Château La Mission Haut-Brion, April 2013

Secondly, I would like to announce that there will be no price increase for new or repeat subscriptions during 2014. The fee remains £45 per annum, equivalent to £3.75 per month (see here for what this gets you if you don’t subscribe). In addition, all the discount opportunities for IMW, WSET and AWE students, educators and similar have been reconfirmed. Current subscribers who wish to continue should be able to do this without any problem from within their account, once logged in (you can still log-in to the account page even if the subscription has lapsed). If you have any difficulties, please let me know by email. As those of you who have been in touch with me by email will know, I’m usually fairly quick to respond, but I will be checking emails infrequently during the primeurs, so can’t promise a perfectly timely response during next week.

Lastly, a quick word on next week’s updates. As is usual I don’t make updates to the paywall-protected part of the site during the primeurs week – it’s just too busy to taste all day (I kick off at La Mission Haut-Brion at 8am on Monday) and then write something of the required standard for the site as well. I will try to blog daily though, with lighter commentary, news, pictures and brief impressions from the tastings. It should be an interesting vintage to taste. The word ‘interesting’ can mean very different things at different times, I suppose.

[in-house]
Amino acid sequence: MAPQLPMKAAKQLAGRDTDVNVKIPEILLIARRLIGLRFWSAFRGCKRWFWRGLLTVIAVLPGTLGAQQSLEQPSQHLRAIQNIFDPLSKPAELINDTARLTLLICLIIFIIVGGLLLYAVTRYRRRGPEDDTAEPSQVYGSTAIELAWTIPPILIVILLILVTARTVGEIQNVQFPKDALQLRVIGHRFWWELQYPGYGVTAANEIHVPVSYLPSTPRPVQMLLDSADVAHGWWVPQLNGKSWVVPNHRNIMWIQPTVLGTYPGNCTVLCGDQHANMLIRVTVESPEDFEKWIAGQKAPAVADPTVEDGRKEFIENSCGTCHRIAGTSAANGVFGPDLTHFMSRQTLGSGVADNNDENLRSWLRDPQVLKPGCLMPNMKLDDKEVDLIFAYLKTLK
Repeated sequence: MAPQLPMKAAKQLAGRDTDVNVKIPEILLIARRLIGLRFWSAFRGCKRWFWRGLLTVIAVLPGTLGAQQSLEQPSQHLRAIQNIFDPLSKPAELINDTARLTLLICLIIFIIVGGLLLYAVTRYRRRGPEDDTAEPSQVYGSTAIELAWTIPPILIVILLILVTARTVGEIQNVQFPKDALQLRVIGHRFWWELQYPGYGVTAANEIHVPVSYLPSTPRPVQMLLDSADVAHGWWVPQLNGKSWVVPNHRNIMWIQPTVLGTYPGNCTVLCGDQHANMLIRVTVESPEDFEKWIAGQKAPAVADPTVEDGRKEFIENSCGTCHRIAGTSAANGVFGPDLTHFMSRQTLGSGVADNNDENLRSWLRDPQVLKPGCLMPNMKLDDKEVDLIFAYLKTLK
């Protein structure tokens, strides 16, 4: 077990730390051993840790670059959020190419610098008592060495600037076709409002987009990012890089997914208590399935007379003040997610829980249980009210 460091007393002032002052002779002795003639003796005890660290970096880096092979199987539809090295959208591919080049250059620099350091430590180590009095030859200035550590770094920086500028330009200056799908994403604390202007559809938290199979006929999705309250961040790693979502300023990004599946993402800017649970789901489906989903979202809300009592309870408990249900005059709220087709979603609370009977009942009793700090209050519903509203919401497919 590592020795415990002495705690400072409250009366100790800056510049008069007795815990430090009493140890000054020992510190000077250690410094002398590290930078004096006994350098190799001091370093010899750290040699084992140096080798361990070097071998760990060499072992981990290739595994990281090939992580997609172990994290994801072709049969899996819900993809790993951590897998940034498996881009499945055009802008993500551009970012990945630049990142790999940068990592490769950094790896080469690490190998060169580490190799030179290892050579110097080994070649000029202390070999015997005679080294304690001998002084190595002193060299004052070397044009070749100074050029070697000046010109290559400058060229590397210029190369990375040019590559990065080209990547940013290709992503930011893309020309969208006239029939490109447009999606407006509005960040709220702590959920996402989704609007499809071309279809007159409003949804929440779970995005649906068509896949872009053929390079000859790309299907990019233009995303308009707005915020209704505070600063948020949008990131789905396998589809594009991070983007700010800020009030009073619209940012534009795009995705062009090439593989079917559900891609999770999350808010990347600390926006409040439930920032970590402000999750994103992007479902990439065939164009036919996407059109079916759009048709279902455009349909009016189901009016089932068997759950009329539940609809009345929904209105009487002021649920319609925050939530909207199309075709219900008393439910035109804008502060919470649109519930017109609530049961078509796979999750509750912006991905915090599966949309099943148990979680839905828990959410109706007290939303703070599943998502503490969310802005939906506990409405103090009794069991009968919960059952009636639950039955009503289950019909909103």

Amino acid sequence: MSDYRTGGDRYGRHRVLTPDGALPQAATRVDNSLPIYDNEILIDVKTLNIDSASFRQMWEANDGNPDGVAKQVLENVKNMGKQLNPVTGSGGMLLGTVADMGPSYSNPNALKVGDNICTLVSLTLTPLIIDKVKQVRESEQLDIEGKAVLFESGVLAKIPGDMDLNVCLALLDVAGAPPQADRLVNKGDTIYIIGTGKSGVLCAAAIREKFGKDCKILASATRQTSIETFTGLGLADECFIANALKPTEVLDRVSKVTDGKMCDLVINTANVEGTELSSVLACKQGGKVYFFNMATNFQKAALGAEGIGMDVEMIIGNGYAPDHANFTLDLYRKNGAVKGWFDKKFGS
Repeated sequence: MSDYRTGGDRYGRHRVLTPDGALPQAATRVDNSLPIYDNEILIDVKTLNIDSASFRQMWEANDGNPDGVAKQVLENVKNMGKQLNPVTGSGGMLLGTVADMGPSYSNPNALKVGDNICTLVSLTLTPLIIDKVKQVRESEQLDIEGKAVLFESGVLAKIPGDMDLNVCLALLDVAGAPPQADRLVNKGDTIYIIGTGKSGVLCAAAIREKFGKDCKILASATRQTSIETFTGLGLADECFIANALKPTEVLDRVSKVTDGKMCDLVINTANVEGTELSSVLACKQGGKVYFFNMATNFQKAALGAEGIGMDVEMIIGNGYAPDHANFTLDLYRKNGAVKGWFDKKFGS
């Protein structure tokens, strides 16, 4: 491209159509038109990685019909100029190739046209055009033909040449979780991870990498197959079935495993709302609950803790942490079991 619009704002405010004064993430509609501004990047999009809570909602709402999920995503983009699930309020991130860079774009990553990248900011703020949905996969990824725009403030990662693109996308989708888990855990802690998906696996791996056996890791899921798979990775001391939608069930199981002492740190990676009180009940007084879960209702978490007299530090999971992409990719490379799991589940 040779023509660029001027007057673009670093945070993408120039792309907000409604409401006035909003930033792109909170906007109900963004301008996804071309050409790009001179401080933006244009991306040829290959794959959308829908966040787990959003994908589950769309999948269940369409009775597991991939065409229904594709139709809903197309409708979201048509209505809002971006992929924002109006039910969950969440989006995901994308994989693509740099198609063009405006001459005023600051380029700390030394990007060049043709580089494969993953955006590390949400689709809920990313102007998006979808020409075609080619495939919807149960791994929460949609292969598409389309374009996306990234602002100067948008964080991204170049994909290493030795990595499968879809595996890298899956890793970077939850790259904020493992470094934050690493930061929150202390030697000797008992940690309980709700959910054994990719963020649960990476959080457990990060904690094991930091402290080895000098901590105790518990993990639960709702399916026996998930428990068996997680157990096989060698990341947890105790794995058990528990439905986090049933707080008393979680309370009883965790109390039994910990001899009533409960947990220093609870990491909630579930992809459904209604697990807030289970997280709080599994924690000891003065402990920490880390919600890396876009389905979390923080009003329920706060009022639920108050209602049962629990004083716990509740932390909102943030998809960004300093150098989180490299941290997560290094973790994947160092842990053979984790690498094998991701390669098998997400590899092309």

Thanks to all again. Here’s to a great 2014, and a great year full of wine!

2013 Winedoctor Disclosures

For several years now I have made an annual statement of support for Winedoctor; a way of ensuring transparency regarding who in Bordeaux and the Loire Valley (and anywhere else for that matter) helps me out, so that readers can take this into account when I report on the wines. I used to store these disclosure statements in my ‘Features’ section, and although this part of the Winedoctor website is still free to read, outside the paywall, I thought I should bring my disclosure statement out onto the blog lest I be criticised for hiding it in an inaccessible corner of the website.

I would usually publish this review in late December but the past six weeks have been particularly hectic chez Winedoctor, hence the delay.

First of all, as is customary, some details of support and other benefits received during the course of 2013:

InterLoire: Through Sopexa, who currently handle marketing for InterLoire, the generic promotional body for most of the Loire’s appellations, I received support to attend the Salon des Vins de Loire in Angers in February. I was reimbursed the cost of my petrol, airport parking, flights and rail fares in France. InterLoire also paid two nights accommodation directly to my hotel. I paid for the other nights myself. In addition, I also accepted a trip to the Muscadet region in spring, funded by InterLoire and arranged through Sopexa. Costs involved included flights from Edinburgh to Nantes, via London City Airport, accommodation for two nights, transport over three days, and subsistence including lunches and two ‘winemaker dinners’.
Le Bureau Interprofessionnel des Vins du Centre: I accepted two nights accommodation in a hotel in Chavignol, the expense met by the BIVC, the regional body for the Central Loire appellations including Sancerre, Pouilly-Fumé and so on. Other expenses I met myself.
Bouvet-Ladubay: I attended a spectacle, a party in the Bouvet-Ladubay cellars during the 2013 Salon des Vins de Loire. I took advantage of free transport there from Angers and back again at the end of the evening.
Yvon Mau: I was grateful for accommodation provided by the Bordeaux négociant Yvon Mau during the primeurs week. I accepted five nights in a left-bank château, uncatered accommodation and possibly the most spooky stay in Bordeaux I have ever experienced – I was alone in a very big cru bourgeois château, in the wilds of the Médoc. Other aspects of the trip and expenses I met myself (see below).